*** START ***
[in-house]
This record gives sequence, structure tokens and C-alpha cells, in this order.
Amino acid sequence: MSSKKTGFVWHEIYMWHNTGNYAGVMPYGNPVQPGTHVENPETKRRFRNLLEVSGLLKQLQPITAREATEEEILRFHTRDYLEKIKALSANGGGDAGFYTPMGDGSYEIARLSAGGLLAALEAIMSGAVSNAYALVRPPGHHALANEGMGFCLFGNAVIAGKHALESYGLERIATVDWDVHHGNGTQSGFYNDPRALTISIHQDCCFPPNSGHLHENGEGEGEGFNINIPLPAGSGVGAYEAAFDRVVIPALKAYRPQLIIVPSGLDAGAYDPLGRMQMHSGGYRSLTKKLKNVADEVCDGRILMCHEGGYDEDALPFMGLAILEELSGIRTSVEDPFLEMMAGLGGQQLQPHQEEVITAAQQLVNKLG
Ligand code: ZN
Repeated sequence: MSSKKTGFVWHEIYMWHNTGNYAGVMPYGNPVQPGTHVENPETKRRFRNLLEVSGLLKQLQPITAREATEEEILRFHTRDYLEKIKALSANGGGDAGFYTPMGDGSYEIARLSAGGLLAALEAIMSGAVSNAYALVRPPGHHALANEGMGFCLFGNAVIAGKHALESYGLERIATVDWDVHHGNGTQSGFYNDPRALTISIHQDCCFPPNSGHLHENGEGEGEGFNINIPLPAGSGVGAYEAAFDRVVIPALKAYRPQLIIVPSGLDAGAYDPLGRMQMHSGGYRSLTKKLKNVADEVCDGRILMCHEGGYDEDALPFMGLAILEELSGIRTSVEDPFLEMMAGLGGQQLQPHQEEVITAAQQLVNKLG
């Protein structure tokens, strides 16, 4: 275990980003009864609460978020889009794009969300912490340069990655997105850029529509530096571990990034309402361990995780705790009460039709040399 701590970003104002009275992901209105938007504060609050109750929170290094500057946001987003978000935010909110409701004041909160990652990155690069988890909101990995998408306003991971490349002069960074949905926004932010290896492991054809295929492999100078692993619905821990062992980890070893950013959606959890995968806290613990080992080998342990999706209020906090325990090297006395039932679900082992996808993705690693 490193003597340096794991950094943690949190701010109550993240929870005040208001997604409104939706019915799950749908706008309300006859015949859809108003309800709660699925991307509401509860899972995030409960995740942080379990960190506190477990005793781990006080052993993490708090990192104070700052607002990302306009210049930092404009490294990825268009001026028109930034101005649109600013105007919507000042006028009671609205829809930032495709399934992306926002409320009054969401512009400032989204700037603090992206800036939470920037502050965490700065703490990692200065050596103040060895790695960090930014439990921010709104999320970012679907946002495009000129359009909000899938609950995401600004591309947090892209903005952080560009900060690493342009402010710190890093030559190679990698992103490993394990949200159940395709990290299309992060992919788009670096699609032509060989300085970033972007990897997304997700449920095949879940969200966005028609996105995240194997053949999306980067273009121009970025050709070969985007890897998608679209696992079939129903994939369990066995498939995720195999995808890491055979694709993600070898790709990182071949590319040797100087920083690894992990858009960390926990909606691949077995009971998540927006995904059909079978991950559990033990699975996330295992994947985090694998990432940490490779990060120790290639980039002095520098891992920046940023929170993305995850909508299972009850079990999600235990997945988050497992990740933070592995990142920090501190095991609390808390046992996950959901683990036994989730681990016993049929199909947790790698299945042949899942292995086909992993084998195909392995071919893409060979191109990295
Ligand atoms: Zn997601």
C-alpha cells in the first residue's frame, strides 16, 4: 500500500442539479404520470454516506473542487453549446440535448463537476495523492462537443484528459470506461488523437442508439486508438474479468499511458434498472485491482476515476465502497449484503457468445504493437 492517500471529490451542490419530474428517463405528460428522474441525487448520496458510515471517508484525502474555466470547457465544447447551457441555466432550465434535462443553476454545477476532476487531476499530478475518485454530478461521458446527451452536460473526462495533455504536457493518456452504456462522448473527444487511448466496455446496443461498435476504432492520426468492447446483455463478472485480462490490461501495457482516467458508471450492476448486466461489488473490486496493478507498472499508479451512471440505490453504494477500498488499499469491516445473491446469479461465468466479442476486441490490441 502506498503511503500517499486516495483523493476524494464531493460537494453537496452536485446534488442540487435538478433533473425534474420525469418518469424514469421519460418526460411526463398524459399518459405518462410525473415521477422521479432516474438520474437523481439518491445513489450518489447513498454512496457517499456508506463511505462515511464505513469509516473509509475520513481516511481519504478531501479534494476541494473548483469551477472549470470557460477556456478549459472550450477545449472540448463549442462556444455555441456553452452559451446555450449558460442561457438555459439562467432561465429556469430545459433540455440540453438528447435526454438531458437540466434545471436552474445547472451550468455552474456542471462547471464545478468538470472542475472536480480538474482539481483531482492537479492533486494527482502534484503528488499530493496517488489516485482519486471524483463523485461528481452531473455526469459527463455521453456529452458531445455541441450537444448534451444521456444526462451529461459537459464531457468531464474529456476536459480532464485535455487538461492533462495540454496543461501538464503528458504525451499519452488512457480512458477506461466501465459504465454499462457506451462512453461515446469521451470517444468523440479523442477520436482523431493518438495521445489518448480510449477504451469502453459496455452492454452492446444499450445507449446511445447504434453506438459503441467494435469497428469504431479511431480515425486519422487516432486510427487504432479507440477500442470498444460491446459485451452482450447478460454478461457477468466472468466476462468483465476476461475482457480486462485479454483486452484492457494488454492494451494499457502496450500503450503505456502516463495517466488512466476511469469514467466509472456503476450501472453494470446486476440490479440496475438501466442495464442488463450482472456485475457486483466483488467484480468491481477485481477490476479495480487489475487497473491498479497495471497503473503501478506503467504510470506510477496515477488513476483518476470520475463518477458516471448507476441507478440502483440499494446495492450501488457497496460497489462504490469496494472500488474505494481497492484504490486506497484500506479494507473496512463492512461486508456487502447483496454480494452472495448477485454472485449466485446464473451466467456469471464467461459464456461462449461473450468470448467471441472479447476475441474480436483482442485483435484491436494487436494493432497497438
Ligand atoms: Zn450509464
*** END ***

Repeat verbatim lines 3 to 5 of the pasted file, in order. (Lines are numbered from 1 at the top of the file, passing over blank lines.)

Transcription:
Amino acid sequence: MSSKKTGFVWHEIYMWHNTGNYAGVMPYGNPVQPGTHVENPETKRRFRNLLEVSGLLKQLQPITAREATEEEILRFHTRDYLEKIKALSANGGGDAGFYTPMGDGSYEIARLSAGGLLAALEAIMSGAVSNAYALVRPPGHHALANEGMGFCLFGNAVIAGKHALESYGLERIATVDWDVHHGNGTQSGFYNDPRALTISIHQDCCFPPNSGHLHENGEGEGEGFNINIPLPAGSGVGAYEAAFDRVVIPALKAYRPQLIIVPSGLDAGAYDPLGRMQMHSGGYRSLTKKLKNVADEVCDGRILMCHEGGYDEDALPFMGLAILEELSGIRTSVEDPFLEMMAGLGGQQLQPHQEEVITAAQQLVNKLG
Ligand code: ZN
Repeated sequence: MSSKKTGFVWHEIYMWHNTGNYAGVMPYGNPVQPGTHVENPETKRRFRNLLEVSGLLKQLQPITAREATEEEILRFHTRDYLEKIKALSANGGGDAGFYTPMGDGSYEIARLSAGGLLAALEAIMSGAVSNAYALVRPPGHHALANEGMGFCLFGNAVIAGKHALESYGLERIATVDWDVHHGNGTQSGFYNDPRALTISIHQDCCFPPNSGHLHENGEGEGEGFNINIPLPAGSGVGAYEAAFDRVVIPALKAYRPQLIIVPSGLDAGAYDPLGRMQMHSGGYRSLTKKLKNVADEVCDGRILMCHEGGYDEDALPFMGLAILEELSGIRTSVEDPFLEMMAGLGGQQLQPHQEEVITAAQQLVNKLG